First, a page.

OOH Makes A Big Impact on Political Advertising

In recent months, a plethora of political movements have taken place — specifically in North America. The 2020 American election cycle is in full swing, the wave of protests and conversations surrounding the Black Lives Matter (BLM) movement began, and we’ve come to the realization that flattening the curve of environmental destruction is just as important as flattening the COVID-19 curve. These extremely politicizing topics have caused a spike in political spending, which according to Kantar (a tracking service), is up 48% in the first five months of 2020 compared to the same period in 2018. Brands and political parties are wasting no time in using out-of-home (OOH) media as their preferred ad medium to promote their political views and ideas for a variety of reasons. This includes OOH’s ability to generate publicity, drive online attention, enhance brand credibility, and provide hyper-local consumer targeting. In this article, we’ll explore why and how both brands and political parties have chosen to use OOH advertising over any other medium.

OOH generates publicity and engagement

An image of a billboard that reads, "Enough talk. Florida's ready to lead Philip Levine for governor". With a picture of Philip beside it.

During an electoral campaign, politicians aim at generating as much positive publicity as possible. Recently, platforms such as Twitter and Google, have halted the practice of highly targeted political ads, which in turn, has made it difficult for candidates to advertise themselves and their campaigns online. Furthermore, the use of cable news advertising has seen a harsh decline in recent years and the use of ad-blocking is ever-present online. On the other hand, OOH advertising can drive engagement with no interruptions and can reach voters by district with ease. Back in 2018, Vote.org placed their messages to go and vote on more than 2,500 billboards across nine states. The OOH ads were direct and simple — including the word “vote” and the date. The campaign targeted roughly 35 million people and was extremely successful among younger voters who don’t watch broadcast television and have learned to block out online ads.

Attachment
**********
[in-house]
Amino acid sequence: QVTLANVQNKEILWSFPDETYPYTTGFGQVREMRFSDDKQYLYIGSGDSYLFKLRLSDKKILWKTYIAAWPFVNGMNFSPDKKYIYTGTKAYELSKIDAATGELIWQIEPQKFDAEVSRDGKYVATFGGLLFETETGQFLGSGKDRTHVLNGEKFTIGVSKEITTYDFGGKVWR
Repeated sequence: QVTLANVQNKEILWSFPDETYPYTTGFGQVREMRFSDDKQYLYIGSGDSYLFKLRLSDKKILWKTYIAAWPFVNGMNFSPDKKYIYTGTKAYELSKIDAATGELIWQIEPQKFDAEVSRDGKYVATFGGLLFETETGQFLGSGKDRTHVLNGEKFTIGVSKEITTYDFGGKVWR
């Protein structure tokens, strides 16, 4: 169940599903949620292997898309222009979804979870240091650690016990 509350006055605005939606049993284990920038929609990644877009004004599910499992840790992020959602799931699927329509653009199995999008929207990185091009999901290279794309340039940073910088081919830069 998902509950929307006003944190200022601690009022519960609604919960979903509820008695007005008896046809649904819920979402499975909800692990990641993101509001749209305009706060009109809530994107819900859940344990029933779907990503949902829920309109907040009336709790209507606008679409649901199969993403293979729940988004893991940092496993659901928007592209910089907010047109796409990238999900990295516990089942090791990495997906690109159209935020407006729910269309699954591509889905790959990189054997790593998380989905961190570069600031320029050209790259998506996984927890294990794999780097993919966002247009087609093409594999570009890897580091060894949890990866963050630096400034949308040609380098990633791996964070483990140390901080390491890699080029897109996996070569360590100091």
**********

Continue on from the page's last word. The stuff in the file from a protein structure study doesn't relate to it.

An image of a billboard that reads, "vote" and the date, Tuesday, November 6. In black and white.

Not only is OOH ad publicity more effective in reaching a targeted audience, it’s also more transparent. During a snap election in the UK, Dunkin’ Donuts rolled out a ‘snack election’ through truck-side ads that read, “Which donut will win the election?”. These mobile billboards were coupled with online and in-person advertising that asked voters to choose between the blue, red, green, and orange donuts — with the winning donut to go on sale. Not only did Dunkin’ lighten the mood surrounding the vote, they also demonstrated to their customers their ability to stay relevant, topical, and consumer-oriented.

Offline exposure creates a greater online presence

OOH advertising is multifaceted and can seamlessly spread your campaign from the physical world (where there are less distractions) to the digital world. The Skimm, a simple and easy-to-read daily newsletter, used OOH to promote their “No Excuses” campaign, which urged young voters to get to the polls and vote. The ads shared a variety of statistics and statements like, “less than 34% of registered Texans voted in the last midterms”, and “vote like your health depends on it”. The ads also featured a web address link that allowed voters to type their home address in, which took them to a page that provided all the information they needed to vote for their local races. This campaign pushed over 100,000 young voters to head to the polls, demonstrating the power of technologically-advanced OOH advertising as a tool to communicate critical political messaging.

OOH boosts brand awareness

Now more than ever, people expect accountability, transparency, and action from their brands. According to Smartbrief, a business news company, consumers highly trust OOH as an ad medium and view messages shared by OOH ads as a credible source. Nike’s Colin Kaepernick ad campaign is a prime example of brands taking a stand. After the former NFL player refused to stand for the national anthem in protest of racism and discrimination in America, Nike ran a massive billboard ad that read, “Believe in something. Even if it means sacrificing everything.”, with Kaepernick’s face in black and white in the background. According to a recent Forbes article, shortly after the campaign ran, Nike saw a 10% spike in sales, bringing in revenue of $847 million